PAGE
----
- The global recession should spur African nations to shift towards greater industrial capacities, improved infrastructure and expanded ties with developing countries in and outside the continent, a senior analyst holds.
"Together with liberal market mechanisms, we need to build up states with strong institutions that can create enabling environments for business, economic growth, and economic recovery to take hold," advised Supachai Panitchpakdi, leader of the UN's trade agency UNCTAD, yesterday in Geneva.
"That will help Africa build up its resistance against crises that could recur," he told the UN Trade and Development Board's discussion of UNCTAD's activities in support of African development.
The global recession is bound to transform the world's trade and production patterns, opening a big door for Africa to start its industrialisation, it was understood. But African governments would have to "pave the way to create enabling circumstances" that could support industrialisation, job creation, and increased demand for more sophisticated goods as incomes rise," Mr Supachai added.
The UNCTAD leader noted that African economies enjoyed growth rates averaging some 6 percent annually from 2003 to 2008, but that had dropped to 1.2 percent during the global crisis in 2009.
At the same time, he noted that trade between African countries and other developing countries, known as "South-South" trade, held up fairly well during the crisis.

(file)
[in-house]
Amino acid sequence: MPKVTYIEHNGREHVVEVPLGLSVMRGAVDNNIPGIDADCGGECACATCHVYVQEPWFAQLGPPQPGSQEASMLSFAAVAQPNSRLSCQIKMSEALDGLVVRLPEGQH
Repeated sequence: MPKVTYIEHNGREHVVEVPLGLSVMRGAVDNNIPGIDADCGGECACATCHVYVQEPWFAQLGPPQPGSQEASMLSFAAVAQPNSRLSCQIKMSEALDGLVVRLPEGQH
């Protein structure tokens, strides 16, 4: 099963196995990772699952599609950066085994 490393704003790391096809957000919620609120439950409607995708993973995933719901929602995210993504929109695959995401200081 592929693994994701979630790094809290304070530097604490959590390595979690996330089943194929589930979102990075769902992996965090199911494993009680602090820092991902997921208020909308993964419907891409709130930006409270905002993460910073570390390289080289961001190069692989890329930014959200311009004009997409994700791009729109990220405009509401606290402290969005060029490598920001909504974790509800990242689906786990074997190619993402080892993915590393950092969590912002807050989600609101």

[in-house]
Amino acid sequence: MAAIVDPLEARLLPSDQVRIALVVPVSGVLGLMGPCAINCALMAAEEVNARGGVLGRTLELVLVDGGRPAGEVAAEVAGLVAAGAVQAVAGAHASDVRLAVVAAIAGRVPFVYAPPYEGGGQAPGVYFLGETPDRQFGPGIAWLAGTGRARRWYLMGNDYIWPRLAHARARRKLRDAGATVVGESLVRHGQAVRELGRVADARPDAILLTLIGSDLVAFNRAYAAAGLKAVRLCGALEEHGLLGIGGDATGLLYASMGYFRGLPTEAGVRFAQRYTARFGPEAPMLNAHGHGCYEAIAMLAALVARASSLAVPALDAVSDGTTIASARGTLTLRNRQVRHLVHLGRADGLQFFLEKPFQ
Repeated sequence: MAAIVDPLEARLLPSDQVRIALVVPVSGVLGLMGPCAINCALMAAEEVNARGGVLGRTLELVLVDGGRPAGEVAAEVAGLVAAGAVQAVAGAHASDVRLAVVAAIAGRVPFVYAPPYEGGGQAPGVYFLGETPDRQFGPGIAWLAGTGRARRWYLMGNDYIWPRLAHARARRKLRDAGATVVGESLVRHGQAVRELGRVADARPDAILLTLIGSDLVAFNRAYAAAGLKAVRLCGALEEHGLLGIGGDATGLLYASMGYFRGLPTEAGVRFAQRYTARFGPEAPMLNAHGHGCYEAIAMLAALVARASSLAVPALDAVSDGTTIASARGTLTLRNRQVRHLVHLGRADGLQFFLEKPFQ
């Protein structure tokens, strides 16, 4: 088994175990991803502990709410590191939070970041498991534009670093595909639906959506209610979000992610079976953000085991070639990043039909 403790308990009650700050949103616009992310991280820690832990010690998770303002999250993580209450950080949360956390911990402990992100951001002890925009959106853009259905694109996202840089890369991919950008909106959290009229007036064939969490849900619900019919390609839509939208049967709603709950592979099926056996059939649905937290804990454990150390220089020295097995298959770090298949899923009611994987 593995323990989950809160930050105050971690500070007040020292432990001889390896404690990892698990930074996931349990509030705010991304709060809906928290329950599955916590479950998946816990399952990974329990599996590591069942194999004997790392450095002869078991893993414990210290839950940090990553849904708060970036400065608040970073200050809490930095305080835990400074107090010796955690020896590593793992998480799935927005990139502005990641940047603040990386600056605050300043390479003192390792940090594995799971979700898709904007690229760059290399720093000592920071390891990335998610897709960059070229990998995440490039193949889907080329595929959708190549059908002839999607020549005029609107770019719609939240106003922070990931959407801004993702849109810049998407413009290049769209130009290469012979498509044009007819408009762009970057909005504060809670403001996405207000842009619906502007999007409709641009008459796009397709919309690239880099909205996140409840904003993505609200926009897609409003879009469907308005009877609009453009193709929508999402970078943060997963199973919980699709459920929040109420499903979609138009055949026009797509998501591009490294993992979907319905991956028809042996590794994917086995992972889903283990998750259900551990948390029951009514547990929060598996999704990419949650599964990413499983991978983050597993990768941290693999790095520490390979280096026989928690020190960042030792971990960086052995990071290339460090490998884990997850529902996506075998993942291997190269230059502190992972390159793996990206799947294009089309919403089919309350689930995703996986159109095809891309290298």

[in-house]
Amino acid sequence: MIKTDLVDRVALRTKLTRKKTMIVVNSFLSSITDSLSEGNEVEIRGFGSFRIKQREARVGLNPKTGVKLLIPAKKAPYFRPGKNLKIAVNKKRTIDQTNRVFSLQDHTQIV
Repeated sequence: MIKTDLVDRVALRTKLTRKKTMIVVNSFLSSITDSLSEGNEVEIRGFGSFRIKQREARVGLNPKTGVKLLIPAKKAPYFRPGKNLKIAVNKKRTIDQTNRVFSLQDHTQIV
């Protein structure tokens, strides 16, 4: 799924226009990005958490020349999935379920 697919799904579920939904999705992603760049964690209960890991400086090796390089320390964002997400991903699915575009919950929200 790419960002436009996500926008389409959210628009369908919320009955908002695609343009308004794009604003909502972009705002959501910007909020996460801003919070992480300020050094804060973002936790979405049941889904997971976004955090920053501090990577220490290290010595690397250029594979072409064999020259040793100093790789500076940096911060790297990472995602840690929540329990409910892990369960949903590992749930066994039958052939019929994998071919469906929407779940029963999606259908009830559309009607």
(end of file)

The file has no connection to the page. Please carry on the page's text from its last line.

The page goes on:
The Economic Report on Africa 2010, published in May by the UN Economic Commission for Africa (UNECA) and the African Union (AU), also noted that the current global economic crisis offers African governments an opportunity to lay the foundation for sustainable, employment-intensive economic growth.
"The recession should work as a wake-up call for Africa to deal with its vulnerabilities and introduce further reforms to promote growth, but more particularly employment creation to promote social development in the region," Rob Vos of the UN Department of Economic and Social Affairs (DESA), stated at the report's launch.
The report recommended massive investment in infrastructure and human capital, renewed efforts to mobilise domestic resources, market reforms, incentives to support private-sector employment and efforts to increase productivity and incomes in the informal sector.
It warned African countries against continuing to depend on traditional drivers of economic growth, such as exports of raw commodities, foreign investment and development aid, saying those sources of resources were too unpredictable to guarantee lasting growth.
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